The goal of this project is to examine the relationship between sociocultural risk factors and the process of becoming disabled in Hispanic older adults. Components included in the Enabling-Disabling model contained in """"""""Enabling America"""""""" (Brandt & Pope, 1997) will be used to conceptually and operationally define the enabling-disabling process. The Model includes the following components: pathology, impairment, functional limitation, disability, and health-related quality of life. Disability is a function of the interaction between the person and the environment in this model. Two primary criticisms of past research conducted on this model are the lack of attention to potential race and ethnic variations in the disabling process and that previous investigations have only examined isolated components of the enabling-disabling process.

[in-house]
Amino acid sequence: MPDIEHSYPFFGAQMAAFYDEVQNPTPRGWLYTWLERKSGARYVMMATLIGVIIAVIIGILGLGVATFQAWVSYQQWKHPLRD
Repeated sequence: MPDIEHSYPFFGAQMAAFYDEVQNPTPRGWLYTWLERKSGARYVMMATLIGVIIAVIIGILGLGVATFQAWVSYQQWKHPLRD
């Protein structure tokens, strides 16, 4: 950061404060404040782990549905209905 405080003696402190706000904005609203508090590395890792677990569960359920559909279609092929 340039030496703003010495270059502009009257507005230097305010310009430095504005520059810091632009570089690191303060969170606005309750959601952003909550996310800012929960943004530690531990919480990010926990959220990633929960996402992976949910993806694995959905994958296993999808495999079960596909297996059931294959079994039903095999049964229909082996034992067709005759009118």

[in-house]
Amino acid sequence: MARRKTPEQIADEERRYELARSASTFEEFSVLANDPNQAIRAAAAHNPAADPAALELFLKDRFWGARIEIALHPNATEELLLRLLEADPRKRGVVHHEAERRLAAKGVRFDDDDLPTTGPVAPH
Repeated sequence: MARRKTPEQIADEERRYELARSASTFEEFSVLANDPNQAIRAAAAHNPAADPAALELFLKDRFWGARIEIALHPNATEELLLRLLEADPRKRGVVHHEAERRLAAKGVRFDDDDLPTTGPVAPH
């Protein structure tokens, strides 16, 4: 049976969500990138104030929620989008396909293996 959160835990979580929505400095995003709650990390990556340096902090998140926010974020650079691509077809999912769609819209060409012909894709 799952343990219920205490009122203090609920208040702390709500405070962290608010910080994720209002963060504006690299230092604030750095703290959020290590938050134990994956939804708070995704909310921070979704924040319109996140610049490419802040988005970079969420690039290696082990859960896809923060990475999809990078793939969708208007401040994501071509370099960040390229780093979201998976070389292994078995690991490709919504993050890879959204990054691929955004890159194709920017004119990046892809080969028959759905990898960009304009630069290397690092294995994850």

The specific aims are to (1) examine the effects of sociocultural risk factors on the enabling-disabling process among Mexican American older adults, and (2) begin using the components of the model to expand our understanding of aging and to predict health-related quality of life. Data will be collected from 500 Mexican American older adults. They will be a subsample from the Hispanic Established Populations Epidemiologic Study of the Elderly (EPESE). Respondents are representative of 85 percent of Mexican Americans aged 65 and older in the Southwest. Interviews will be conducted twice over 3 years. Sampling plans, rater training, and data collection protocols established in the EPESE study will be used. Structural equation modeling will be used for model estimation. The models will include sociocultural and demographic risk factors, components of the disablement process, and measures of health related quality of life. The findings will extend our current understanding of the process of becoming disabled in older adults and how this process influences important quality of life issues for a distinct ethnic group.
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